Diderot was sufficiently akin to us, as, indeed, in everything, for which the French blame him, he is a true German. But even his point of view was too high, his circle of vision was too extended for us to range ourselves with him, and place ourselves at his side. Nevertheless, his children of nature, whom he continued to bring forward and dignify with great rhetorical art, pleased us very much; his brave poachers and smugglers enchanted us; and this rabble afterwards throve but too well upon the German Parnassus. It was he also, who, like Rousseau, diffused a disgust of social life–a quiet introduction to those monstrous changes of the world, in which everything permanent appeared to sink.

Page 470:

The resolution to preserve my internal nature according to its peculiarities, and to let external nature influence me according to its qualities, impelled me to the strange element in which Werther is designed and written. I sought to free myself internally from all that was foreign to me, to regard
the external with love, and to allow all beings, from man downwards, as low as they were comprehensible, to act upon me, each after its own kind. Thus arose a wonderful affinity with the single objects of nature, and a hearty concord, a harmony with the whole, so that every change, whether of place and region, or of the times of the day and year, or whatever else could happen, affected me in the deepest manner. The glance of the painter associated itself to that of the poet, the beautiful rural landscape, animated by the pleasant river, increased my love of solitude, and favoured my silent observations as they extended on all sides.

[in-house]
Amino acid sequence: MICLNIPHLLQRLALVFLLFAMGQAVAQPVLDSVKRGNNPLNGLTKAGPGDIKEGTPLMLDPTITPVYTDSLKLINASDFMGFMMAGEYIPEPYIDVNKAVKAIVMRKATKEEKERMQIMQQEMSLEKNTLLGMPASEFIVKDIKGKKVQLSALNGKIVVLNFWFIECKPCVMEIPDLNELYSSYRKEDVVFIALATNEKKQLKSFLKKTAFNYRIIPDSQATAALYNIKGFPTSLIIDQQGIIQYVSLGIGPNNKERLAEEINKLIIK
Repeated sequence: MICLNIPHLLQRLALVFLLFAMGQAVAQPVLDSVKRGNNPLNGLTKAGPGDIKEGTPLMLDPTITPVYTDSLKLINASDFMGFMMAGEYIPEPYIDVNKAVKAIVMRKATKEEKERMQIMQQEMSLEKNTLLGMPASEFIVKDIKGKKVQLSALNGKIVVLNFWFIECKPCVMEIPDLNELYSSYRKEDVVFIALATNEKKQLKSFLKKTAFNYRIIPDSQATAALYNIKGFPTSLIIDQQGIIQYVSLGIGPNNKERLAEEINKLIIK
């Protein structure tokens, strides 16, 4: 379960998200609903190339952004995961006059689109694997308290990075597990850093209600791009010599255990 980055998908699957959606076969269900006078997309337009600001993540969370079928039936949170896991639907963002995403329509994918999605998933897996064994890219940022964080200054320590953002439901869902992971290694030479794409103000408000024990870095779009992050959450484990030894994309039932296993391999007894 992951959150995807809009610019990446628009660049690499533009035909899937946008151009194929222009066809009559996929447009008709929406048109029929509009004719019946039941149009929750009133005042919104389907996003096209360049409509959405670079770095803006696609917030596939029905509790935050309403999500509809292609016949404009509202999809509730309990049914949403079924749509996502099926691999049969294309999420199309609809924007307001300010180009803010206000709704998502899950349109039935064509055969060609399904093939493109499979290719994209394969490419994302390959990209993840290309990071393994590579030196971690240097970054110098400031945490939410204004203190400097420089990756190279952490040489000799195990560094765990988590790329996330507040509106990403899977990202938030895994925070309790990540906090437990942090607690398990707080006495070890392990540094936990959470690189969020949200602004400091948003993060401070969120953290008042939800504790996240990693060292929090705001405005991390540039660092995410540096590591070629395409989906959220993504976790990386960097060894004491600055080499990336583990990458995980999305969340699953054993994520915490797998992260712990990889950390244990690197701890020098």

Book review: The Periodic Table by Primo Levi, Raymond Rosenthal (Translator)

The Periodic TableThe Periodic Table by Primo Levi
My rating: 4 of 5 stars

From BBC Radio 4:
Janet Suzman introduces a major new dramatization of Primo Levi’s short stories about our human relationship with the chemical elements that make up our universe – a book the Royal Institution of Great Britain named ‘the best science book ever’. Starring Henry Goodman, Akbar Kurtha, Erich Redman and Juliet Aubrey. Dramatized by Graham White from the translation by Raymond Rosenthal.

1/11 Vanadium: In the course of his work as a chemist in a paint factory in the 1960s, Primo Levi receives a letter from one of the factory’s German clients, signed by a Doktor Muller. Could this be the Doktor Muller who had overseen Levi’s work as a prisoner in the lab at Auschwitz?

2/11 Argon: Primo imagines a fantasy meeting with his Piedmontese ancestors, who share a number of characteristics with the noble, rare and inert gases, such as Argon.

3/11 Sulphur – Ben Crowe plays a boiler man who saves Primo’s factory from disaster; Titanium – Evie Killip reads this short story about a little girl who is fascinated by a man painting with white paint.

4/11 In ‘Lead’, set in the ancient world, a prospector travels from northern to southern Europe in search of the valuable, but toxic, lead rock. Read by Paul Copley.

5/11: Mercury 1820s – an English captain and his wife live on a remote Atlantic island, with strange chemical properties.

6/11 Iron: The story of Primo Levi’s early life as a chemist in Mussolini’s Italy, from his student days, his early crushes and his first experiences as a professional chemist, at a time when it was increasingly hard for Jewish Italians to find work.

7/11 Gold: The Nazis invade Italy and Primo’s friends are forced to scatter. Primo and Vanda head into the mountains in order to join the partisans.

8/11 Cerium: Primo’s training as a chemist helps him to survive the terrible conditions of Auschwitz.

9/11 Arsenic and Silver: At his retirement party, Primo recounts amusing stories from a professional chemist’s life.

10/11 Vanadium Part 2: In the course of his work as a chemist in a paint factory in the 1960s, Primo Levi has received a letter from one of the factory’s German clients, Doktor Muller. The same Doktor Muller who had overseen Levi’s work as a prisoner in the lab at Auschwitz. And now Muller wants to meet.

11/11 Carbon: Levi imagines the incredible, centuries-long journey of a single atom of carbon.

Produced and directed by Marc Beeby and Emma Harding.